Experimental and Inventive: Craft and Creativity from Jewellery Designer Fei He

When I purchased one of my favourite pairs of earrings a couple of years ago, little did I know I would go on to collaborate with the designer. From the moment I saw the rose gold figure of 8 earrings, I knew they were for me. I was impressed with the elegantly marbled packaging and the fact that the earrings came with antiseptic wipes – and this was long before the Coronavirus pandemic! Although I have pierced ears, I tend to find clip-on earrings less irritating to wear, so it was wonderful to discover these were super comfortable, and light as a feather, as well as being works of wearable art. After I wore them to a wedding in the South of France - one of the most joyful and enjoyable occasions I have experienced - they brought back memories of love and happiness whenever I wore them, and rapidly became my lucky earrings.

The unassuming designer is Fei He, whose FOLD collection of jewellery is now available at ShopCurious. Fei’s pieces are made in Birmingham’s Jewellery Quarter, where he studied for a degree at the School of Jewellery, following on from an initial training at the Gemological Institute of China. His design process is highly experimental, in fact he stumbled upon the manufacturing techniques used to create his FOLD range almost by accident.

The collection originated from a curious coincidence several years ago when Fei scrunched up some waste paper to throw into the bin. He had accidentally trapped some silver foil under the paper. When unfurled, this revealed a fascinating texture on the metal, which appeared to shimmer with multiple reflections of light. At the same time, after a series of experiments mixing metals and trying to match their thickness, Fei invented a new rose gold formula, enabling each piece of jewellery to be large, yet extremely light and strong. He also created a white gold, by polishing the metal and plating it with silver, and then rhodium, in order to secure colour stability.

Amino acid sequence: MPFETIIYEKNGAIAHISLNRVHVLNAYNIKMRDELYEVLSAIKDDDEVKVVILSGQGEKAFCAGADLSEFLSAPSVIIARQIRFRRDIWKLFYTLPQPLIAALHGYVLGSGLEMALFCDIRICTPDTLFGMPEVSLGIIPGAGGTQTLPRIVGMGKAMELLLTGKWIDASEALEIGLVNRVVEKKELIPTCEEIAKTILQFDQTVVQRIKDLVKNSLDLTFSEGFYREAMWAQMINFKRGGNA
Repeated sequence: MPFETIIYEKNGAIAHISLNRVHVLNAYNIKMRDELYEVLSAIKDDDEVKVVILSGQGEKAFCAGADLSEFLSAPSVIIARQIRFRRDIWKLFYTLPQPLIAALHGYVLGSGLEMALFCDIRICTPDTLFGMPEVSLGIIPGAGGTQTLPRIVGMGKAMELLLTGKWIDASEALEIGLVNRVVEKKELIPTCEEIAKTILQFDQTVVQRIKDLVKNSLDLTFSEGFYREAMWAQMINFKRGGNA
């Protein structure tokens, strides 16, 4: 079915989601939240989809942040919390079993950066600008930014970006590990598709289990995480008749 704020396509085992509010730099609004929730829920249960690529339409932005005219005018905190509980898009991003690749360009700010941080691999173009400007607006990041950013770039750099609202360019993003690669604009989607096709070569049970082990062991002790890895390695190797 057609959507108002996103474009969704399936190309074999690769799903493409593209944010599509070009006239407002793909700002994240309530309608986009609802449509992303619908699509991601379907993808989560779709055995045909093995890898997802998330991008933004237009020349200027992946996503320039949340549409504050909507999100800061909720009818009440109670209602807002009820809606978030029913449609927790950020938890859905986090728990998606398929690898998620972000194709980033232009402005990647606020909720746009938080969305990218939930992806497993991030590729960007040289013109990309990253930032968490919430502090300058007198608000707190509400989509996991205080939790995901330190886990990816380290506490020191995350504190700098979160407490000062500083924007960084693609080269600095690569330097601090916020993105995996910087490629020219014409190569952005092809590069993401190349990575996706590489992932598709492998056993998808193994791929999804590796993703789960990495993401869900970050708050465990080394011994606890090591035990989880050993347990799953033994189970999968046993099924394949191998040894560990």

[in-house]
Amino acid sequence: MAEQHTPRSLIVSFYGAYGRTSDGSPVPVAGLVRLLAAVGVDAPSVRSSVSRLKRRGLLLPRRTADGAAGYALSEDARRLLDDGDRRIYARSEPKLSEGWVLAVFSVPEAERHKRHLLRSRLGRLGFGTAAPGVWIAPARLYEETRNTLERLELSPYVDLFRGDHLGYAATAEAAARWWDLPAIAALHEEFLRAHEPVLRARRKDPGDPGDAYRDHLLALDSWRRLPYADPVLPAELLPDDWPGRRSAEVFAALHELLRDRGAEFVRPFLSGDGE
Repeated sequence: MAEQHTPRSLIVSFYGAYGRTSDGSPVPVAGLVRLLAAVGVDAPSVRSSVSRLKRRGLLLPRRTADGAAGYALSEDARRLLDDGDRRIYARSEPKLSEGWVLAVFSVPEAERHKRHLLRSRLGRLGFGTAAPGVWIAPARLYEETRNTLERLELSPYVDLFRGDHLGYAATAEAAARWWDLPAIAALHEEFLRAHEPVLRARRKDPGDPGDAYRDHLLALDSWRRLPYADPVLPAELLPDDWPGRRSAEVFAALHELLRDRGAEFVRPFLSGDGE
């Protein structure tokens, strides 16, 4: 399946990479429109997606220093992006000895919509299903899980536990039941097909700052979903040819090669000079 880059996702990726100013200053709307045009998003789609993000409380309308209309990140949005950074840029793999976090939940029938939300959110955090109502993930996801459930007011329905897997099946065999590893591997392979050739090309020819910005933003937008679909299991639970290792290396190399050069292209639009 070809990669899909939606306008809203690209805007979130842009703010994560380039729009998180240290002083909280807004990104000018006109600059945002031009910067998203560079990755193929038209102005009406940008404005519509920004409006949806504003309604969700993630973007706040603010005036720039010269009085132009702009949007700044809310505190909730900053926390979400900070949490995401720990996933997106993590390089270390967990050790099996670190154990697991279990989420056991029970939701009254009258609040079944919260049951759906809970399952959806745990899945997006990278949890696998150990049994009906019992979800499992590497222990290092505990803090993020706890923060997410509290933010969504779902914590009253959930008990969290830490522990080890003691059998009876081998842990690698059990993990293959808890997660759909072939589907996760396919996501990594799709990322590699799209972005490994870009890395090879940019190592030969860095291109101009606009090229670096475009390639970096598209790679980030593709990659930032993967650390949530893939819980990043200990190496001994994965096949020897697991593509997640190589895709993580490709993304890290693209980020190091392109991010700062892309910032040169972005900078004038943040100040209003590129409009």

In addition to this exploratory design process, Fei looks to abstract and natural forms for inspiration - encompassing anything from exclamation and question marks to daisies and lilies. His tree-branch shaped pieces are designed to mimic the shape of plum blossoms, a common element in traditional oriental art. As someone whose education and development has spanned both Eastern and Western cultures, his aim is to break down barriers and create jewellery that appeals to people from many different backgrounds.

Feihefeihefeihe is rapidly becoming a brand synonymous with a multi-functional, slightly edgy chic, and is also associated with gender fluidity. From the outset, Fei defined his jewellery as ‘unisex’, a word he later found referred to a more normcore and minimalist style - not the meaning he originally intended. He would like people to be able to wear whatever style of jewellery they like, regardless of how we define masculine and feminine dress, and for jewellery to be truly genderless. Fei believes that jewellers share an ethical responsibility that should be expressed through their work, and says his collections are a statement relating to what he feels are the wrongs in society.

Observations from visits to several major jewellery manufacturers’ factories brought home to Fei the polluting effects on the environment of some of the processes they employ, which he says, “later encouraged me to recycle metal from unwanted jewellery, offering it a new life, and offering our earth a better life.” Fei finds some of his materials – mainly brass and copper - in a shared recycling bin in his studio, he buys silver and gold dust from other jewellers, and also recycles his customers’ existing jewellery into new pieces. Slow living comes naturally to Fei, whose parents even recycled their dishwashing and shower water when he was a child. He’s also a big fan of vintage clothing; buying and selling the clothes he wears on preloved clothing websites.

Fei claims that contemporary jewellery intersects with many art forms. As a result, he is able to apply a variety of skills - demonstrated by his previous production of eyewear ranges, and a graduate collection consisting of a series of sex toys made with the precision of a silversmith. He doesn’t want to sound arrogant, or “like Sheldon Cooper,” but he does not “celebrate mediocrity” and is, “curious about magnificence”. Fei’s first ever solo exhibition, curated by IBU Gallery in Paris, has been put on hold because of COVID-19, though he’s looking forward to showing his collections at the cutting edge AUTOR jewellery fair in Bucharest, and is working on a new collection for Shanghai Fashion Week in October. He’s also applied to a course at Bishopsland in Reading to improve his silversmithing skills. 

I’m looking forward to seeing more from this curiously creative young jeweller. Are you?